With a tool like this, you can add new prospects manually or set up a workflow to automate the process for you. As you move through each step with the customer, you can set automated tasks on their account like "Check in with Sandra on April 11th" or "Include the CFO on the meeting invite with ABS Enterprise", that way, you never miss an opportunity to close a deal.
6. Automate your workflow.
Speaking of automation, automating your sales workflow should be top of mind as you set your business resolutions for the year. Work smarter, not harder by creating workflows, email sequences, and chat conversations.
Each of these touch points is an opportunity to engage a prospect to become a lead who, in turn, becomes a customer. And all of this can be accomplished without manual work on your end.
That means you can spend more time making genuine connections with potential customers and less time on administrative tasks.
7. Join a book club.
How many times have you heard a friend say they wanted to read more in the new year? Reading more books is a popular resolution for folks of all career paths, including salespeople.
If you want to read more but aren't sure where to start, set a resolution to join a book club. Whether it's through work, a social book club, or one with your family and friends, you lean on your support system to achieve your goal of reading more.
Plus, reading in community can help you form a deeper understanding of the content and make connections you otherwise wouldn't have on your own. If you're looking to strengthen your emotional intelligence with your prospects and leads, this is the way to do it.
8. Commit to mentoring new reps.
New sales reps don't start the job knowing all the tips, tricks, and best practices for selling — especially if they've never sold or even used your product before. But all too often, new reps are expected to learn on the job and fail forward.
Even if you're not a sales manager, make a resolution to mentor a new rep on your team. Showing them the ropes will only help your team become more successful.
Taking on this extra responsibility can help your career as well by giving you leadership experience and showing your higher ups that you're a true team player.
9. Grow your network.
This one's obvious, but it's worth a spot on your new year's resolutions list. Growing your network is a goal that you shouldn't dismiss as a passive outcome of selling. It's an opportunity to actively give back to your community both virtually and in person.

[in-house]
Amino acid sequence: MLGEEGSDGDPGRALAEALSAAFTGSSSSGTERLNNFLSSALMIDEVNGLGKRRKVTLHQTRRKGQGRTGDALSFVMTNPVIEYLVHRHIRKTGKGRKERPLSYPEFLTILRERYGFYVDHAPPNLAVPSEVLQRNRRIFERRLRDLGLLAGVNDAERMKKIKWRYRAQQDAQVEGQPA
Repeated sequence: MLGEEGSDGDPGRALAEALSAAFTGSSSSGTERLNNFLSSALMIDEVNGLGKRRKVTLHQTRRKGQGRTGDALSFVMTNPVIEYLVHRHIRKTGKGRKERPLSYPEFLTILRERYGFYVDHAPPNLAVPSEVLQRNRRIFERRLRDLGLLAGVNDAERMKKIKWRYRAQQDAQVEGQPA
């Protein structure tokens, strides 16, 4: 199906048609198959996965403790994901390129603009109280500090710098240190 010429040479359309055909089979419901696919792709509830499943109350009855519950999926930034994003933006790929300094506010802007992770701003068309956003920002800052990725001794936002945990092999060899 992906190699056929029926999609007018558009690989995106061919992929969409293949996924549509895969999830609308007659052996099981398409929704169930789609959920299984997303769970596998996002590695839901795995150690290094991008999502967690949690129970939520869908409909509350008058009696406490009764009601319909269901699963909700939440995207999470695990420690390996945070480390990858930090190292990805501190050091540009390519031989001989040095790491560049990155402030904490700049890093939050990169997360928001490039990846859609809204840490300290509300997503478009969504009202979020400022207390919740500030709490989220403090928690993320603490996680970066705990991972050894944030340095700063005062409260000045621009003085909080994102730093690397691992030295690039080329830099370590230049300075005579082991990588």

Expanding your network should be altruistic. Serving others with your content, ideas, stories, and even your own network can have tremendous benefits for you in the long run when it's time to close a deal.
Wouldn't it be nice if a customer came to you ready to make a purchase because they heard great things about you from a friend? That's what growing your network is all about.
10. Measure your performance.
The final business resolution we recommend for sales reps is to measure your performance. You can take a three-pronged approach to this:
- Track your metrics using your CRM software. You'll want to review numbers like your closed-won deals, and time-to-close. This gives you a black and white view of whether or not you're meeting your goals.
- Next, get more subjective feedback from your manager and team. Are you a team player? How are your deals affecting the larger team's KPIs? What could you be doing better in their eyes? Measuring your soft skills in this way keeps them top of mind so that you don't sacrifice them in order to hit your numbers.
- Check-in with your family , friends, and other non-work stakeholders in your life. Are you showing up for them or is your work standing in the way? There's no right answer here, but it's worth checking in to see if you're happy with your work-life balance or if your other resolutions should be revisited.
Measuring your performance in each of these areas is sure to give you a well-rounded view of how you're really doing both in and outside of work.
By setting business resolutions now, you have an opportunity to become an even better salesperson for this year and the years ahead. Don't get too ambitious, however — choose one to three goals this year and add more as you achieve them. Soon enough, you'll be on your way to your most successful year in sales yet.
Editor's note: This post was originally published in [Month Year] and has been updated for comprehensiveness.